PHARMACY OF PEOPLES: dermatologists and pediatricians disagree on lice remedies

Q. My pediatrician confirmed my suspicions that my daughter had lice. Needless to say, I was upset. Soon she will go to the camp, and she did not want her to suffer the humiliation of being diagnosed there or of spreading the lice to other children.

The pediatrician warned me that lice have developed resistance to chemicals in lice shampoos. Instead, she recommended spreading mayonnaise on my daughter's hair.

We tried this technique and covered his head with a shower cap for a few hours. Then, I carefully combed her hair, rinsed and washed with shampoo. Three separate treatments a few days solved the problem!

A. There are a lot of home remedies for lice. Many involve the choking approach, with things like mayonnaise, olive oil, mineral oil, petroleum jelly, Cetaphil cleaner, amber Listerine and dimethicones (Deutsches Arzteblatt International, online, November 11, 2016) .

But an article in Pediatric Dermatology (September 2016) states that "home remedies, such as mayonnaise and essential oils, have not proven to be safe and effective, and can lead to serious adverse effects." On the other hand, an article in the PLOS One magazine (online, June 10, 2016) reported that a mineral oil shampoo was highly effective. Public health nurses always remind us that combing nits (lice eggs) is essential for a successful cure.

Q. I am a doctor, but traditional medicine has disappointed me. Knee surgery has not helped my knee pain. They also do not have stem cell injections. I have tried oral supplements without much success. Any suggestions?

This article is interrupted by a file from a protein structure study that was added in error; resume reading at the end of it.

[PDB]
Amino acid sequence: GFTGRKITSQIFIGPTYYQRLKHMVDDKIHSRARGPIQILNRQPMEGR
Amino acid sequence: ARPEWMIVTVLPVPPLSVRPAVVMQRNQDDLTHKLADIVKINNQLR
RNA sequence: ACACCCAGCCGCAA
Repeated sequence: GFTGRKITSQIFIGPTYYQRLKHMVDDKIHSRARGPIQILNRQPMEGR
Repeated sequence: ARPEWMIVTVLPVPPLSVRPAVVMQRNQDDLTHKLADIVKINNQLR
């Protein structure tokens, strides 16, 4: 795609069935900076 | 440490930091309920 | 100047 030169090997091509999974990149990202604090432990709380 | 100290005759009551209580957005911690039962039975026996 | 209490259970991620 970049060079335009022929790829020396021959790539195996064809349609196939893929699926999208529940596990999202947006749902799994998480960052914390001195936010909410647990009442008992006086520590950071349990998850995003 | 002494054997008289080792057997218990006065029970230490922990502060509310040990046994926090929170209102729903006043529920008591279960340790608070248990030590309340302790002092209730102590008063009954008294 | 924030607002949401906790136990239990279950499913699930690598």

A. Have you considered a topical NSAID as the diclofenac gel? It should be less likely to cause systemic side effects than oral medications such as ibuprofen or naproxen.

Although you have not had success with supplements, have you tried turmeric (curcumin), ashwagandha, boswellia, ginger, MSM, SAM, cherry juice or pineapple (bromelain)? We recognize that you will want some scientific support for such alternative approaches. You will find it and more details in our Electronic Arthritis Alternatives Guide on our website.

Q. Some years ago I read an article that said that the daily use of aspirin should not be stopped suddenly. The authors of this investigation warned that people had strokes when they stopped taking aspirin two weeks before surgery. I'm worried that blood clots will form if people stop taking long-term aspirin too quickly. Have you heard about this?

A. There is a surprising controversy surrounding the question of suspending aspirin. Some doctors recommend stopping aspirin three days before surgery. Others tell patients to suspend it five to 10 days before any surgical procedure. Many patients stop taking aspirin on their own without even consulting the surgeon or anesthesiologist. We discourage that approach. It is important to get a clear recommendation from the people who will perform the surgery!

A Swedish study involving more than 600,000 patients concluded that "In long-term users, the suspension of aspirin at low doses in the absence of major surgery or bleeding was associated with a greater than 30 percent increase in risk of events Cardiovascular Diseases "(Circulation, September 26, 2017). The authors speculate that a rebound effect may occur after the interruption of aspirin. In other words, there may be an increased risk of blood clots after stopping aspirin. If it exists, and how long it can last, it is uncertain and remains controversial.

Write Joe and Teresa Graedon at

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